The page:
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Clear Skies

By May-i Fabros

Sketchy.

This was how some of the locals described the neighborhood of the Re-Charge Tacloban facility. Number 58 Burgos Street, Barangay 33, Tacloban City. Located at the side of Burgos near the area where Yolanda parked 8 ships, and washed away the houses in Anibong, the community that occupies the sea wall.

Beside the facility is an abandoned car wash, across it a building that survived the surge, but not the fire that ravaged it after the storm, and a store selling onions and garlic at wholesale.

Early in the morning and late in the afternoon, street vendors occupy both sides, subtly covering the general merchandise shops found in the buildings that line the tip of Burgos street. From fresh produce to second hand clothes, shoes, and wares, to school, household and construction items, everything is available here.

Despite the merkado and the throng of vehicles that pass the one-way street, compared to the bustling bar-cafe-resto scene in upper Burgos, this side feels grey and abandoned. It is not empty, but it seems somehow out of place with the movement and changes that Burgos Street represents.

From Tindog Tacloban the mantra is now Build Back Better. A year after, Tacloban is seemingly back on its feet. That brief time when the barter economy was back and money as we know it had no value, business is again booming in Tacloban. New shops are being built and the old ones rehabilitated. Car dealerships have sprung, and newly-acquired SUVs roam downtown.

Yolanda cleared away communities and put the City in a shroud of darkness, but the people are taking it back. Building one structure at a time.

One of the grounded ships in Anibong

One of the grounded ships in Anibong

At the sea wall, soon after the storm with materials salvaged from the debris or donations from humanitarian groups, the families rebuilt homes around the ships. Only a number of ships remain, the others reclaimed by the ship owners and taken apart, piece by piece. The ships that remain and the tarpaulin announcing the place as a No Build Zone, an area prone to disaster, are the obvious reminder that Yolanda happened. Otherwise the chatter and games in the afternoon and videoke and drinking sprees at night make it seem like nothing happened at all.

In the morning of the RE-Charge launch, there was a ruckus outside the facility. A man was caught stealing a 350 liter-stainless steel water tank. Beaten up by three men, one of whom pointed a gun at him. Their eyes and bodies enraged, a couple more kicks to the head and they could have easily killed the man. The crowd demanded, begged them to stop. In the nick of time, the police came with armalites, and stopped the bloody show. Bloodied and broken, the man was taken away. A young pregnant woman, presumably his wife, followed the procession, wailing.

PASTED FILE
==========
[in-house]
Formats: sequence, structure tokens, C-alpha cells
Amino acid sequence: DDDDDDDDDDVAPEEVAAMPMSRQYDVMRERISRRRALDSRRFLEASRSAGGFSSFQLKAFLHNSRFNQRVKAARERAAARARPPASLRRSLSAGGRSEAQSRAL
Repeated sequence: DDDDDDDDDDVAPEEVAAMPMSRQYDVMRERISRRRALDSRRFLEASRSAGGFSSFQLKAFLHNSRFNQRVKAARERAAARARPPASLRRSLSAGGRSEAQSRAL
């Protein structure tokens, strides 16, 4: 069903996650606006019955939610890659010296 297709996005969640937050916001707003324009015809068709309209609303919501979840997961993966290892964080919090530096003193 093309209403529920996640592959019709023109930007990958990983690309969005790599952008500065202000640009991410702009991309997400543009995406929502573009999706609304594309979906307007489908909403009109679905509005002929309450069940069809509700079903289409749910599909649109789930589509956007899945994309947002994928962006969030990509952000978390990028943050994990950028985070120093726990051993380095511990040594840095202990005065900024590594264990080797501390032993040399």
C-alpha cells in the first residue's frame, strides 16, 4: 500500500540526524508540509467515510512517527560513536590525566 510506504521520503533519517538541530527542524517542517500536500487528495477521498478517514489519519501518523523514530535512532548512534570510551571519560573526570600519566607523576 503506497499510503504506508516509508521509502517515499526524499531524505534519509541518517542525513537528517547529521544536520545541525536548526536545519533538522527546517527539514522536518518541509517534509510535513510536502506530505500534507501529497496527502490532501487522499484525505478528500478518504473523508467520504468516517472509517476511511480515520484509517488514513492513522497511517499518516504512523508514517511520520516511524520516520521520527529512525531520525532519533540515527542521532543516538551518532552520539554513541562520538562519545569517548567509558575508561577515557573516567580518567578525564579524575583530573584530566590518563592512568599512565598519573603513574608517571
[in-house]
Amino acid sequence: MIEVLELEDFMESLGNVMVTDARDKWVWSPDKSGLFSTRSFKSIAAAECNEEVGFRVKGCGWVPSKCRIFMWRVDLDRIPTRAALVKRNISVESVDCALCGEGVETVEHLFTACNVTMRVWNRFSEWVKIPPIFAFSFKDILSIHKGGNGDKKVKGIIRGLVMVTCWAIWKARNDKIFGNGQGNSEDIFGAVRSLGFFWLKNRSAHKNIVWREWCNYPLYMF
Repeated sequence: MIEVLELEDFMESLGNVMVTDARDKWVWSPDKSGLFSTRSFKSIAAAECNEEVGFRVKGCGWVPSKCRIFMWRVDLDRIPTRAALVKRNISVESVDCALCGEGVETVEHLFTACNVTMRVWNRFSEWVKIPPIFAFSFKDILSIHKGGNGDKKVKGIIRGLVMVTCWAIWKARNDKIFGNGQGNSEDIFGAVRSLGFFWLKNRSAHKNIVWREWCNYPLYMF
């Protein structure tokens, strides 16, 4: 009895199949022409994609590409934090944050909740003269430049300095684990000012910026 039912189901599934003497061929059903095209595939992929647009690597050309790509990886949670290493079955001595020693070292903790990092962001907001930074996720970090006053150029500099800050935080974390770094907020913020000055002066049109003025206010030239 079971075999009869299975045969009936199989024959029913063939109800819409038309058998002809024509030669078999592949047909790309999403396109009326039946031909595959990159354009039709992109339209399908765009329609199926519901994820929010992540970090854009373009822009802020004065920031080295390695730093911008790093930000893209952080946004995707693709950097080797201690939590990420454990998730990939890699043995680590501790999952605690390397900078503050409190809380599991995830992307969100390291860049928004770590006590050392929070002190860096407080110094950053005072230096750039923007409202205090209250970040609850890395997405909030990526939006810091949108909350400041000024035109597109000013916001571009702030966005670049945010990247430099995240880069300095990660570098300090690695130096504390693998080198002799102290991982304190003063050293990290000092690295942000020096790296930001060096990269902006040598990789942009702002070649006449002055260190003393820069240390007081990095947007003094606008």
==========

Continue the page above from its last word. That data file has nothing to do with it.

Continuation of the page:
The water tank came from the car wash next door, and in broad daylight the man was dragging it all the way home. There was a police post about 150 meters away, near the corner of Burgos and Torres.

Surrounded by brewing poverty and inequality, trauma and suppressed grief, it was just a matter of time before anger and frustration spilled and spewed. Petty crimes also prevalent in the bustling area of the street – generators, tarpaulins, and other materials that can either be sold or used to build a makeshift home were stolen.

Perhaps sketchy is not the right word. I can’t put my finger on it. The range of movements in Burgos from tip to tip illustrates the spectrum of survived and of surviving, moving on and building back. But those who will steal and drag in broad daylight a tank or two, reclaim their right to build back too.

The Re-Charge facility aims to provide sustainable energy and transport solutions to encourage Taclobanons to transition and integrate renewables in normal and not so normal circumstances, and Number 58 Burgos Street is the perfect site.

Inside the RE-Charge facility during the launch

Inside the RE-Charge facility during the launch

Tacloban is not done yet. The people have barely started building back. But the sky is clear and the sun is shining, with sunlight one of its abundant resources, Tacloban is an opportunity to build back better and brighter, for all.#

Photos by Reina Garcia and Galvin Contreras

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